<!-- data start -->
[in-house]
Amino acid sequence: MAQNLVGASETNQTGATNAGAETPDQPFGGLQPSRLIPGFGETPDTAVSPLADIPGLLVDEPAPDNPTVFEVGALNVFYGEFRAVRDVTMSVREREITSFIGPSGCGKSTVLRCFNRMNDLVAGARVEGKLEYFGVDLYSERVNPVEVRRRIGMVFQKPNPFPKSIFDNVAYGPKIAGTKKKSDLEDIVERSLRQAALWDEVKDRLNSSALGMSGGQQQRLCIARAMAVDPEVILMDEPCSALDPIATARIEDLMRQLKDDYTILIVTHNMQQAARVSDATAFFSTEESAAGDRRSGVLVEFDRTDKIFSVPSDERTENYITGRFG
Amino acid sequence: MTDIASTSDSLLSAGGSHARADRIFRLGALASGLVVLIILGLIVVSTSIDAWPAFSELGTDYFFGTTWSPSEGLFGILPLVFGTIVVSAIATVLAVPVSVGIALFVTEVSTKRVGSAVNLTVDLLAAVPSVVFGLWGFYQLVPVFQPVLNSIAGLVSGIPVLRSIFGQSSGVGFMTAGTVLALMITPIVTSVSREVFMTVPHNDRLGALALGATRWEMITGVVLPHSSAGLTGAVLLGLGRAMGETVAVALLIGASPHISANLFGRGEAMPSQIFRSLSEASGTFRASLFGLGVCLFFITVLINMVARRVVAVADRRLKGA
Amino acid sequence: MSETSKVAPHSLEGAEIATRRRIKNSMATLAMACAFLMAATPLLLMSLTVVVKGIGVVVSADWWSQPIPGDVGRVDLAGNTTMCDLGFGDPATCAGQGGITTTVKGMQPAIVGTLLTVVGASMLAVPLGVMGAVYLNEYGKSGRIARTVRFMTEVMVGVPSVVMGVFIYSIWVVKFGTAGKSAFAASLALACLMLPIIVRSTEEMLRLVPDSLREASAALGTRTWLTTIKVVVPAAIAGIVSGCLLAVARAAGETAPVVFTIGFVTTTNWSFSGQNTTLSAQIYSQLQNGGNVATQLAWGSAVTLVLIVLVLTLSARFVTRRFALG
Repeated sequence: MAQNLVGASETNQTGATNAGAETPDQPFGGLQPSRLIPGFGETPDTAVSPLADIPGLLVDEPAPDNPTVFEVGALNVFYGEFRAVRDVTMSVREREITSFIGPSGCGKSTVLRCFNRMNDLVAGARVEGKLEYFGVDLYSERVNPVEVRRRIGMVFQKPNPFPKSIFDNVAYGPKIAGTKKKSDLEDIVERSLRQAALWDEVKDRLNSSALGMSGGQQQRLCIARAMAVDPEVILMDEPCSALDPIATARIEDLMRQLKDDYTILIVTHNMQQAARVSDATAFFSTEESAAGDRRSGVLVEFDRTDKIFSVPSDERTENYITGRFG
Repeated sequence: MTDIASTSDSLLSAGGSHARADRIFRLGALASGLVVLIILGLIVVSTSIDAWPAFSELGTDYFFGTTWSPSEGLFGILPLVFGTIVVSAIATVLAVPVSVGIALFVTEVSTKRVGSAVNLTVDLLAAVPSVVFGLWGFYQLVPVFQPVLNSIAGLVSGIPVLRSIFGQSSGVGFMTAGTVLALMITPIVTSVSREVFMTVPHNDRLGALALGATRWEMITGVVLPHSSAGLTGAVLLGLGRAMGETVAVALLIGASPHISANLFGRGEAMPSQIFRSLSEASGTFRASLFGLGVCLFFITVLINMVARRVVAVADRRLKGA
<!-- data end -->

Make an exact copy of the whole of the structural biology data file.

[in-house]
Amino acid sequence: MAQNLVGASETNQTGATNAGAETPDQPFGGLQPSRLIPGFGETPDTAVSPLADIPGLLVDEPAPDNPTVFEVGALNVFYGEFRAVRDVTMSVREREITSFIGPSGCGKSTVLRCFNRMNDLVAGARVEGKLEYFGVDLYSERVNPVEVRRRIGMVFQKPNPFPKSIFDNVAYGPKIAGTKKKSDLEDIVERSLRQAALWDEVKDRLNSSALGMSGGQQQRLCIARAMAVDPEVILMDEPCSALDPIATARIEDLMRQLKDDYTILIVTHNMQQAARVSDATAFFSTEESAAGDRRSGVLVEFDRTDKIFSVPSDERTENYITGRFG
Amino acid sequence: MTDIASTSDSLLSAGGSHARADRIFRLGALASGLVVLIILGLIVVSTSIDAWPAFSELGTDYFFGTTWSPSEGLFGILPLVFGTIVVSAIATVLAVPVSVGIALFVTEVSTKRVGSAVNLTVDLLAAVPSVVFGLWGFYQLVPVFQPVLNSIAGLVSGIPVLRSIFGQSSGVGFMTAGTVLALMITPIVTSVSREVFMTVPHNDRLGALALGATRWEMITGVVLPHSSAGLTGAVLLGLGRAMGETVAVALLIGASPHISANLFGRGEAMPSQIFRSLSEASGTFRASLFGLGVCLFFITVLINMVARRVVAVADRRLKGA
Amino acid sequence: MSETSKVAPHSLEGAEIATRRRIKNSMATLAMACAFLMAATPLLLMSLTVVVKGIGVVVSADWWSQPIPGDVGRVDLAGNTTMCDLGFGDPATCAGQGGITTTVKGMQPAIVGTLLTVVGASMLAVPLGVMGAVYLNEYGKSGRIARTVRFMTEVMVGVPSVVMGVFIYSIWVVKFGTAGKSAFAASLALACLMLPIIVRSTEEMLRLVPDSLREASAALGTRTWLTTIKVVVPAAIAGIVSGCLLAVARAAGETAPVVFTIGFVTTTNWSFSGQNTTLSAQIYSQLQNGGNVATQLAWGSAVTLVLIVLVLTLSARFVTRRFALG
Repeated sequence: MAQNLVGASETNQTGATNAGAETPDQPFGGLQPSRLIPGFGETPDTAVSPLADIPGLLVDEPAPDNPTVFEVGALNVFYGEFRAVRDVTMSVREREITSFIGPSGCGKSTVLRCFNRMNDLVAGARVEGKLEYFGVDLYSERVNPVEVRRRIGMVFQKPNPFPKSIFDNVAYGPKIAGTKKKSDLEDIVERSLRQAALWDEVKDRLNSSALGMSGGQQQRLCIARAMAVDPEVILMDEPCSALDPIATARIEDLMRQLKDDYTILIVTHNMQQAARVSDATAFFSTEESAAGDRRSGVLVEFDRTDKIFSVPSDERTENYITGRFG
Repeated sequence: MTDIASTSDSLLSAGGSHARADRIFRLGALASGLVVLIILGLIVVSTSIDAWPAFSELGTDYFFGTTWSPSEGLFGILPLVFGTIVVSAIATVLAVPVSVGIALFVTEVSTKRVGSAVNLTVDLLAAVPSVVFGLWGFYQLVPVFQPVLNSIAGLVSGIPVLRSIFGQSSGVGFMTAGTVLALMITPIVTSVSREVFMTVPHNDRLGALALGATRWEMITGVVLPHSSAGLTGAVLLGLGRAMGETVAVALLIGASPHISANLFGRGEAMPSQIFRSLSEASGTFRASLFGLGVCLFFITVLINMVARRVVAVADRRLKGA